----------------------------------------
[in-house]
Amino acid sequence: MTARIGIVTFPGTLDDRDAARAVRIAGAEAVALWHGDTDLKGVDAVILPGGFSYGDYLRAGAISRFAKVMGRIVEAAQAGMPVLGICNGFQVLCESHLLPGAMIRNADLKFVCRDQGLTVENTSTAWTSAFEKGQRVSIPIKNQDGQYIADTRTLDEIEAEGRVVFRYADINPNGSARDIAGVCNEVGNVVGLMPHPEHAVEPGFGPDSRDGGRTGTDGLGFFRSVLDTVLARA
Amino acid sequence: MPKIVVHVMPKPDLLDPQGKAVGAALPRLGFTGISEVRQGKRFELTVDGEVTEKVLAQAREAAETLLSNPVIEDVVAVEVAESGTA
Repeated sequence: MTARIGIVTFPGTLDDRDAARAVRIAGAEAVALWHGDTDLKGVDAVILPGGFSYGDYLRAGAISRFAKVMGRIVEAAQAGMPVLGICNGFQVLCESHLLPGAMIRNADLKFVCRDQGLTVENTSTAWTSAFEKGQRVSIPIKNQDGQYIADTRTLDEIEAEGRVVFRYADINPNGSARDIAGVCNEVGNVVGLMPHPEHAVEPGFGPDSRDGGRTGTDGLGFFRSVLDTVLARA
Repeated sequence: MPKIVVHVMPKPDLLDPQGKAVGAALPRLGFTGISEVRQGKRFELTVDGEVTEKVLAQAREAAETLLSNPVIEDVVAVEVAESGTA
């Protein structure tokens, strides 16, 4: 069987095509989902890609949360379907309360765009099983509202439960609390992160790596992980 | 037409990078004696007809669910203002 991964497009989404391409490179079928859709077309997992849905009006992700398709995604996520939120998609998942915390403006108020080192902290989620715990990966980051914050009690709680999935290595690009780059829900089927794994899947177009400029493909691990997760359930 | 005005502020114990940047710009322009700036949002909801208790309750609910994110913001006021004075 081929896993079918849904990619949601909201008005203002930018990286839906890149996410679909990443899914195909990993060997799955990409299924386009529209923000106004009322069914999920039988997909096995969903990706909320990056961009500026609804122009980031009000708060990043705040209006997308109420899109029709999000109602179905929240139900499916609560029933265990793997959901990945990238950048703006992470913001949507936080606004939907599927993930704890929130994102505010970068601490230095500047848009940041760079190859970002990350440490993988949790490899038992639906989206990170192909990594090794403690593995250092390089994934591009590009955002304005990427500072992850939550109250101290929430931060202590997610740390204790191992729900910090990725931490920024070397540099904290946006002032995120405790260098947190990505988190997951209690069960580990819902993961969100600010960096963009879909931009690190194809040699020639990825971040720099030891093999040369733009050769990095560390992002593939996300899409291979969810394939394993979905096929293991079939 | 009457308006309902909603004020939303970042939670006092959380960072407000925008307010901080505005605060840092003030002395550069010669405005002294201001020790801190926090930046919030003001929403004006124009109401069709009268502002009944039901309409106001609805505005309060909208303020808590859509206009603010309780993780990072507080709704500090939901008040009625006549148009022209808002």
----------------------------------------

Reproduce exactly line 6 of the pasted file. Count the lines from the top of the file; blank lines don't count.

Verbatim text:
């Protein structure tokens, strides 16, 4: 069987095509989902890609949360379907309360765009099983509202439960609390992160790596992980 | 037409990078004696007809669910203002 991964497009989404391409490179079928859709077309997992849905009006992700398709995604996520939120998609998942915390403006108020080192902290989620715990990966980051914050009690709680999935290595690009780059829900089927794994899947177009400029493909691990997760359930 | 005005502020114990940047710009322009700036949002909801208790309750609910994110913001006021004075 081929896993079918849904990619949601909201008005203002930018990286839906890149996410679909990443899914195909990993060997799955990409299924386009529209923000106004009322069914999920039988997909096995969903990706909320990056961009500026609804122009980031009000708060990043705040209006997308109420899109029709999000109602179905929240139900499916609560029933265990793997959901990945990238950048703006992470913001949507936080606004939907599927993930704890929130994102505010970068601490230095500047848009940041760079190859970002990350440490993988949790490899038992639906989206990170192909990594090794403690593995250092390089994934591009590009955002304005990427500072992850939550109250101290929430931060202590997610740390204790191992729900910090990725931490920024070397540099904290946006002032995120405790260098947190990505988190997951209690069960580990819902993961969100600010960096963009879909931009690190194809040699020639990825971040720099030891093999040369733009050769990095560390992002593939996300899409291979969810394939394993979905096929293991079939 | 009457308006309902909603004020939303970042939670006092959380960072407000925008307010901080505005605060840092003030002395550069010669405005002294201001020790801190926090930046919030003001929403004006124009109401069709009268502002009944039901309409106001609805505005309060909208303020808590859509206009603010309780993780990072507080709704500090939901008040009625006549148009022209808002």